The Energy and Transport Research Centre at the School of Engineering and Mathematical Sciences is an internationally leading research centre in the field of fuel injection systems, two phase flows and in particular cavitation and fuel spray technology.
Test cells relevant to cavitation studies include: steady-flow rig for enlarged nozzle models where studies on various geometries are continuously contacted for all type of engines, a number of real-size fully transparent fuel injectors, fuel injection system characterization and performance rigs, test cells for long-term effects of cavitation on fuel properties, a dedicated test cell for studies on cavitation inception for various fuels, two test rigs for testing of cavitation erosion using ultrasound and two test rigs for visualisation studies in simplified nozzle orifices.
Special Equipment include: Laser Doppler Velocimetry (LDV & PDA), Particle Image Velocimetry (PIV), PLIF imaging system, Yag and Excimer lasers, Shadowgraph/Schlieren photography system, numerous high-speed video cameras and CCD cameras, LIF-based diagnostic system, 100s of transparent fuel nozzle replicas for all type of IC engines, steady flow refractive index matching rig, a CT scanner, microscopes for surface inspection and an accurate balance for weight precision measurements.
Within the Delft complex the University owns a cavitation tunnel and other flow facilities which are used for the study of hydrodynamic phenomena. Furthermore, the University has free access to MARIN’s high speed cavitation tunnel in Wageningen in The Netherlands. Typical of the recent work undertaken has been the study of the break-up of sheet cavities into vortex structures under the action of the re-entrant jet. This break-up phenomenon is a critical precursor to the understanding of cavitation erosion fracture processes: this criticality has been identified at both model and full scale.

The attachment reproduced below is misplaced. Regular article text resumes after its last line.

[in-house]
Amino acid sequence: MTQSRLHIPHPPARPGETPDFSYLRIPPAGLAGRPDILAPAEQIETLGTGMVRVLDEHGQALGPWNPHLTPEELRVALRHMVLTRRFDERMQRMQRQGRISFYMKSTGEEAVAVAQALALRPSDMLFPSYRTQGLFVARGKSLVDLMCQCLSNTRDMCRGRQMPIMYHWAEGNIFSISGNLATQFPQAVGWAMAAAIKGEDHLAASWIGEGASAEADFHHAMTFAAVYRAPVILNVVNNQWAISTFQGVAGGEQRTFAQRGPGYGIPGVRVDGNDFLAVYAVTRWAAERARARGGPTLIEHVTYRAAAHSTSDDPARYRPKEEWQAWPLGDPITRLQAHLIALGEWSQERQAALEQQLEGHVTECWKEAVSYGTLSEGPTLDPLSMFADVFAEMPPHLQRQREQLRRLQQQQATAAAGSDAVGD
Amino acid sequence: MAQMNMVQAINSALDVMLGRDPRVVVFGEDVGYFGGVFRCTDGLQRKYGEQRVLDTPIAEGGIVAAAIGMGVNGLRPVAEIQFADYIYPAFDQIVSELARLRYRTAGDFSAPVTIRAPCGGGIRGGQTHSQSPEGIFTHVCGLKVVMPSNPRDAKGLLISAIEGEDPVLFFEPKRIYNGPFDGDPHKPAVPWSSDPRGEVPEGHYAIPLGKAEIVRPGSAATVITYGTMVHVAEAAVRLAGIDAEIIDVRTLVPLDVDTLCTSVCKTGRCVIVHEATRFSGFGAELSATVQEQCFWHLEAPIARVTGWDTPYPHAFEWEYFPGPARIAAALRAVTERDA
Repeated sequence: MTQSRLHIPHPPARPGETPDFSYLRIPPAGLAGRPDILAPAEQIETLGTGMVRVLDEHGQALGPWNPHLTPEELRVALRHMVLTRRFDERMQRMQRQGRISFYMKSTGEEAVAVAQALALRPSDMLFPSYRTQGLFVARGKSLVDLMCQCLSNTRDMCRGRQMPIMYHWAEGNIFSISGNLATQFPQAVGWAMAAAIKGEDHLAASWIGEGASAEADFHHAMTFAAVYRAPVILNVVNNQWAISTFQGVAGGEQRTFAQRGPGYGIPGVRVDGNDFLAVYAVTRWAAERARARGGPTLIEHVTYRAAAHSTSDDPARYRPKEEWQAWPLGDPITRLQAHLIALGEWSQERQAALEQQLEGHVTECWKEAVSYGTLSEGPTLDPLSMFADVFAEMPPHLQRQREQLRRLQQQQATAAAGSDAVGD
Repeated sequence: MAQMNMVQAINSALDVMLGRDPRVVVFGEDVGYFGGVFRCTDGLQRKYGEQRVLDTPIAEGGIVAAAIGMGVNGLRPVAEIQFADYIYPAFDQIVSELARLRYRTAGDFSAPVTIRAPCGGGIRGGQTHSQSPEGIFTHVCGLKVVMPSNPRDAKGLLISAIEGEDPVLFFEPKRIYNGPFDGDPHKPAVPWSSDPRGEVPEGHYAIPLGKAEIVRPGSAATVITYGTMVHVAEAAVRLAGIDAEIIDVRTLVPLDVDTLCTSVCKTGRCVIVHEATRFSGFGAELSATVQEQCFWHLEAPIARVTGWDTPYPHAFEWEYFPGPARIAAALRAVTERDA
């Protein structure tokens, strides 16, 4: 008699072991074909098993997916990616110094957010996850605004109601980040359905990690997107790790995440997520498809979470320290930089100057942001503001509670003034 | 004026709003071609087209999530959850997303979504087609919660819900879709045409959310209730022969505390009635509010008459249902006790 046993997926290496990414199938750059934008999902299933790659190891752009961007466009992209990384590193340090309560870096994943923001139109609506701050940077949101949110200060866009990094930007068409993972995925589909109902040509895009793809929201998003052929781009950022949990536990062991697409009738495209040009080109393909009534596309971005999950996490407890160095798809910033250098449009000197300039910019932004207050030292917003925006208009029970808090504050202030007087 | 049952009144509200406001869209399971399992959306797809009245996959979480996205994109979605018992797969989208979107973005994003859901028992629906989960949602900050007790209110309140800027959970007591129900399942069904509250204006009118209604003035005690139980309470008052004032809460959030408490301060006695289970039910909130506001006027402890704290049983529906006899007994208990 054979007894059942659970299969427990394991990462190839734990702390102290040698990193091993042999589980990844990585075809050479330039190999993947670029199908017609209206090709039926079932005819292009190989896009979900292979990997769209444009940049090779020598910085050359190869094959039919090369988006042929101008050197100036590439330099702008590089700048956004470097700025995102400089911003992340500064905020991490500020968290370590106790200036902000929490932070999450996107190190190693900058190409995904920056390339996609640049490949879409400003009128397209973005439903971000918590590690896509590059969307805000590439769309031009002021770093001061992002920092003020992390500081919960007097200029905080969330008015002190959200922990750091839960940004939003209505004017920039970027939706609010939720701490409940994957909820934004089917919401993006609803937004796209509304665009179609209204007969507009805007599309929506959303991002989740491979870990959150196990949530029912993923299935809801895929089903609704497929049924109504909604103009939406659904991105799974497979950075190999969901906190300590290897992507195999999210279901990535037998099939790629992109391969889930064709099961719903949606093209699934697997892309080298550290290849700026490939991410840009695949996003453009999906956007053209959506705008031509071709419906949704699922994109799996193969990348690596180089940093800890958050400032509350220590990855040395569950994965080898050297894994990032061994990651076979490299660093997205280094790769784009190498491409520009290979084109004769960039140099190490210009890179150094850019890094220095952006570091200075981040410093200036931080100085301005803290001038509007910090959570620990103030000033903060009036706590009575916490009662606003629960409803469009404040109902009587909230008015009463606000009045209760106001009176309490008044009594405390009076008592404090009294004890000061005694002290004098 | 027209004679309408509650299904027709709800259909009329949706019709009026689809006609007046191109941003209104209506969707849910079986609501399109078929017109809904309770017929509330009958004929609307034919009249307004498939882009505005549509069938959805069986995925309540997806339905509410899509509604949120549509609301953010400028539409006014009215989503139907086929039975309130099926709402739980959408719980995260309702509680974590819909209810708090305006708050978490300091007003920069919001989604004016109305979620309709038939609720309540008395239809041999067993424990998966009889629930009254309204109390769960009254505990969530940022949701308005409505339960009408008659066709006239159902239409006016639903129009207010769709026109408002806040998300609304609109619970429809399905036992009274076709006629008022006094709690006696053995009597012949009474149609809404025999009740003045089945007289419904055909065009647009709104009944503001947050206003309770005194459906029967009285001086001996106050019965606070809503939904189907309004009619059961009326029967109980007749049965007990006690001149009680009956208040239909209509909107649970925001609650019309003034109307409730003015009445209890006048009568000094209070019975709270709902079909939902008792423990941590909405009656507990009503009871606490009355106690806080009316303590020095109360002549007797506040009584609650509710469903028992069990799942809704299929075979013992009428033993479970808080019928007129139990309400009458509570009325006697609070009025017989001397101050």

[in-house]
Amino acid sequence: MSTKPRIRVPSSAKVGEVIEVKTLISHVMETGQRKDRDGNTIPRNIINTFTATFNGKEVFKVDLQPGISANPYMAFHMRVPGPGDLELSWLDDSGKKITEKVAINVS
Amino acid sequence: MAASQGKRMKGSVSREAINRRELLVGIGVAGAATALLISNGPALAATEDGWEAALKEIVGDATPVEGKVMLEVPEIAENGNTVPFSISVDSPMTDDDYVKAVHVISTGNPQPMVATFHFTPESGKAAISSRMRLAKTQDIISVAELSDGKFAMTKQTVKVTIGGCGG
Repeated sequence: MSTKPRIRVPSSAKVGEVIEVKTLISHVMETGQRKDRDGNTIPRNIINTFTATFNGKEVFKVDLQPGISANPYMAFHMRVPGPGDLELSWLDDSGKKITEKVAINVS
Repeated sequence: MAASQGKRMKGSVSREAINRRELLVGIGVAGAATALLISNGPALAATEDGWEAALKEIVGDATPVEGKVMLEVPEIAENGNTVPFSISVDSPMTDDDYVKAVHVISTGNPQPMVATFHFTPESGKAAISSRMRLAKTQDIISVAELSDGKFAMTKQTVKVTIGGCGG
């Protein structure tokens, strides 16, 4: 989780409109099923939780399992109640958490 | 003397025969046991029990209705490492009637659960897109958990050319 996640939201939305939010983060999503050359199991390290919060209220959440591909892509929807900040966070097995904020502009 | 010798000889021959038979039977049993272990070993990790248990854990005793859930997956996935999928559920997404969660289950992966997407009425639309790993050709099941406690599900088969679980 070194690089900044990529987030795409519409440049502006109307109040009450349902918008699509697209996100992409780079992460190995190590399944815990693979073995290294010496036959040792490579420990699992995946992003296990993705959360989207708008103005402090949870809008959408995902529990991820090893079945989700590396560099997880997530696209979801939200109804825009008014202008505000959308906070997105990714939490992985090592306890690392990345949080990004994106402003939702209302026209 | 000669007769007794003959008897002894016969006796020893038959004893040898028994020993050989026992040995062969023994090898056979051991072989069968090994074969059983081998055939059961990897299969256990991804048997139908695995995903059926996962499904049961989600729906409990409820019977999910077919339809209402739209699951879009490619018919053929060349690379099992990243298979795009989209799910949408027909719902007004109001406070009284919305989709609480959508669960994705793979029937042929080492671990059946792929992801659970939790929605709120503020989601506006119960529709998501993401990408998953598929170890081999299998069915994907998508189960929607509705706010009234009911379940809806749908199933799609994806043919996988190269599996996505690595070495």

The group at Loughborough University has developed in collaboration with Caterpillar and City University London as part of a DTI major project, which has for the first time measured optically both geometric and string cavitation in very high pressure (>2000 bar) fuel injection systems. The Dynamics Group has developed detailed multi-physics models that range from nano-scale applications to micro-scale tribology/rheology, and highlight the interplay between cavitation and tribology (including friction, wear and erosion).
These encompass, surface energy effects, intermolecular interactions, formation of menisci, hydrodynamics and elasto-hydrodynamics for devices from micro-electromechanical systems to elastomeric seals and IC engine and bearing tribology. A new model providing a fundamental explanation of surface film distribution, cavitation and reformation has just emerged, where the underlying cause of cavitation and the ensuing lubricant mogul phenomenon is expounded.